If Walls Could Talk is a documentary film about the romanticism of dry stone walling in Derbyshire. The documentary isn’t a how-to guide but an in-depth documentary on the dry stone wallers themselves, the techniques used and how a dry stone wall can help date the landscape.
Dry stone walling isn’t a boring subject like many would think, it’s an art form and Derbyshire is the canvas. Visitors from all over the world come to Derbyshire and I would like to think they would go away with memories of the beautiful imagery of the county and its distinct drystone walls prominent in the landscape.
The documentary running time is 40 minutes and feature interviews with actual Derbyshire dry stone wallers who talk about the real power of working with stone, the holistic value of working with the outdoor elements as well as the sense of pride knowing a wall could quite possibly stand for two hundred years or more. Featuring members from The National Stone Centre and Derbyshire branch of National Drystone Walling Association of Great Britain, who have a wealth of experience in this ancient craft.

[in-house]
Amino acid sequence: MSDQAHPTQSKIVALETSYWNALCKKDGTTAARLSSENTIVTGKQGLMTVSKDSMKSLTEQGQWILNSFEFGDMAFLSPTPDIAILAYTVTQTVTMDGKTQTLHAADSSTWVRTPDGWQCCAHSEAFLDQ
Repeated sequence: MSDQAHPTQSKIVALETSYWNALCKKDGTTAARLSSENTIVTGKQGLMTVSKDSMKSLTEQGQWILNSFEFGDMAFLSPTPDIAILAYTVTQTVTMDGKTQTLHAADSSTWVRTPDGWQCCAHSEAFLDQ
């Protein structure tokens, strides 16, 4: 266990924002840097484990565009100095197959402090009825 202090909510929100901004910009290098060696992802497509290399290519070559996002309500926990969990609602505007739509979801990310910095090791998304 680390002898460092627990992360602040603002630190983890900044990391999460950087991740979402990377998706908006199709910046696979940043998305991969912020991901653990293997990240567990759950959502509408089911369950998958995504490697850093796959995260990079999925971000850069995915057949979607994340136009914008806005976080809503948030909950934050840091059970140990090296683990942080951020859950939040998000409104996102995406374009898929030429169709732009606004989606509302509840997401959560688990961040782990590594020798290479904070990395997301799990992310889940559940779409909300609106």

The documentary was shot using a Blackmagic cinema camera and drone aerial photography over six weekends in 2017 with a small crew of six friends who studied or trained and enjoy filmmaking. With the initial research starting in 2015 by producer and director Roland Keates, the story started to unfold to a fascinating insight of a subject which people walk past and take for granted.
Funding for the documentary came from one source, Roland Keates. After asking the local council and other government and private companies for help with no success, Roland worked more hours, so he could fund and take full control of the project. “Making heritage films, you don’t expect to get your money back, but I am happy to make them for posterity.” Roland Keates
This documentary was initially made so everyone could appreciate the beauty and history of dry stone walling which Roland Keates has come to appreciate and enjoy. “I didn’t want the documentary just to be made, I wanted it to be watched and the viewer to come away knowing this is a dying craft, which should be respected and not pushed over.”